|RCP National Average||45.0||43.4||Obama +1.6|
|Favorable Ratings||+18.3||+16.2||Obama +2.1|
|Intrade Market Odds||62.1||36.6||-|
|Electoral College||Obama||McCain||Toss Ups|
|RCP Electoral Count||228||174||136|
|No Toss Up States||264||274||-|
What I'm curious to see is what effect the selection of Joe Biden will have. Naturally the opinions of experts are mixed. Reid Wilson wrote a nice piece yesterday entitled, "Why Biden is the Perfect Pick."
Clearly, Biden's experience in Washington ensures that he cannot adopt the same outsider mantle Obama owns. But Obama's brand, like McCain's, is so strong on its own that it doesn't need to be augmented by further change. Instead, Obama had weaknesses and gaps to fill, and he chose a candidate who did just that.
CNN reports that in his first public appearance with Obama in Springfield, Senator Biden launched into an attack of McCain, a fairly predictable one I might add.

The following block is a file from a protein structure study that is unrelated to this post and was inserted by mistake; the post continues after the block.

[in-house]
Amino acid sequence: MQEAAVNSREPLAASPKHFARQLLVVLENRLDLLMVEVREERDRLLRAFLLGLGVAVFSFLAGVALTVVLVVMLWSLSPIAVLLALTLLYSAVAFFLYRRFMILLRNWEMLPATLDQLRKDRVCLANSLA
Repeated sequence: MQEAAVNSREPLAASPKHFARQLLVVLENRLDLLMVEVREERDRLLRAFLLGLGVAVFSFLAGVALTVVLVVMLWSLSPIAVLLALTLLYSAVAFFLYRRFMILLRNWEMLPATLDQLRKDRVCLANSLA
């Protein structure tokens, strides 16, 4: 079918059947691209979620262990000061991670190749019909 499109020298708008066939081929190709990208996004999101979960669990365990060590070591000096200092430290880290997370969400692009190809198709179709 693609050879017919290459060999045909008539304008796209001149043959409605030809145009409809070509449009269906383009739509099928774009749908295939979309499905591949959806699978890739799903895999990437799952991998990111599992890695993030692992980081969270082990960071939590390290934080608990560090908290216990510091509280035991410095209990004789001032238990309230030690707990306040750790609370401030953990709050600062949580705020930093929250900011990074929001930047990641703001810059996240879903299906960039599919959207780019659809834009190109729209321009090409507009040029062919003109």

"John McCain ... served our country with extreme courage, and I know he wants to do right by America," he said of his Senate colleague and the presumptive Republican presidential nominee. "But the harsh truth is loud and clear: You can't change America when you supported George Bush's policies 95 percent of the time."
He also seized on a McCain comment from this week when he could not remember how many houses he owns and said McCain was out of touch with the "kitchen-table" issues that working families face.
I'm hoping that the stats produced by Real Clear Politics do not indicate an inexorable slide in Obama's formidable lead. And if they do, that the naming of Senator Joe Biden will mark a rejuvenation of what has been so far a very impressive campaign.